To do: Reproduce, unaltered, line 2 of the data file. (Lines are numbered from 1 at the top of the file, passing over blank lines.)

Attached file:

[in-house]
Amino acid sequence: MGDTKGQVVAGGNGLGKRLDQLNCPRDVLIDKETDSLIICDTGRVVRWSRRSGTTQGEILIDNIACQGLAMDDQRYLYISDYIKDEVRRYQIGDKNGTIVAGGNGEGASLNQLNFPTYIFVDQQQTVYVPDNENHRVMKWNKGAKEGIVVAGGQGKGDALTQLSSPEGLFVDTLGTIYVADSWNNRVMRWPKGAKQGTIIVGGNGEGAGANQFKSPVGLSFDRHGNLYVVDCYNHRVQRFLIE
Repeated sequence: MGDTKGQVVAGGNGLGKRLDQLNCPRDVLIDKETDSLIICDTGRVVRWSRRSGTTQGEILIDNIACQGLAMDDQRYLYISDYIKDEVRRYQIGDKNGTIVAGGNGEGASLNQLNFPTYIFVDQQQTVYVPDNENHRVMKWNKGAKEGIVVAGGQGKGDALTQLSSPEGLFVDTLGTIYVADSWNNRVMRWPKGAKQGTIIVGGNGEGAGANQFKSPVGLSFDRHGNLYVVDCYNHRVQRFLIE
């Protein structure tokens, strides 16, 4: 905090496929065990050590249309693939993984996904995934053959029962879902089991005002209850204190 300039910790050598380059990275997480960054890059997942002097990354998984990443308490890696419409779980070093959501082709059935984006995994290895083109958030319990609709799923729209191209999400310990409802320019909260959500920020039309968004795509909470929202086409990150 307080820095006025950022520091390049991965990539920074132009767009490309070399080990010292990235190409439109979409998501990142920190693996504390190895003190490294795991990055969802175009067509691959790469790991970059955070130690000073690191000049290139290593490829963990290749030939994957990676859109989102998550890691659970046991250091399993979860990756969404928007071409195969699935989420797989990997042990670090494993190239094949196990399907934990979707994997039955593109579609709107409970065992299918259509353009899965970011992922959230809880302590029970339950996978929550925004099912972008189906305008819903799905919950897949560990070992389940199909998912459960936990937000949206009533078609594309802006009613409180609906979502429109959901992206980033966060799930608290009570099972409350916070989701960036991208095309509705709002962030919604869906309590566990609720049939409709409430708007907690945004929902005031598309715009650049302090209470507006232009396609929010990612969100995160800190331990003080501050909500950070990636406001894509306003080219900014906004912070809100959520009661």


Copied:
Amino acid sequence: MGDTKGQVVAGGNGLGKRLDQLNCPRDVLIDKETDSLIICDTGRVVRWSRRSGTTQGEILIDNIACQGLAMDDQRYLYISDYIKDEVRRYQIGDKNGTIVAGGNGEGASLNQLNFPTYIFVDQQQTVYVPDNENHRVMKWNKGAKEGIVVAGGQGKGDALTQLSSPEGLFVDTLGTIYVADSWNNRVMRWPKGAKQGTIIVGGNGEGAGANQFKSPVGLSFDRHGNLYVVDCYNHRVQRFLIE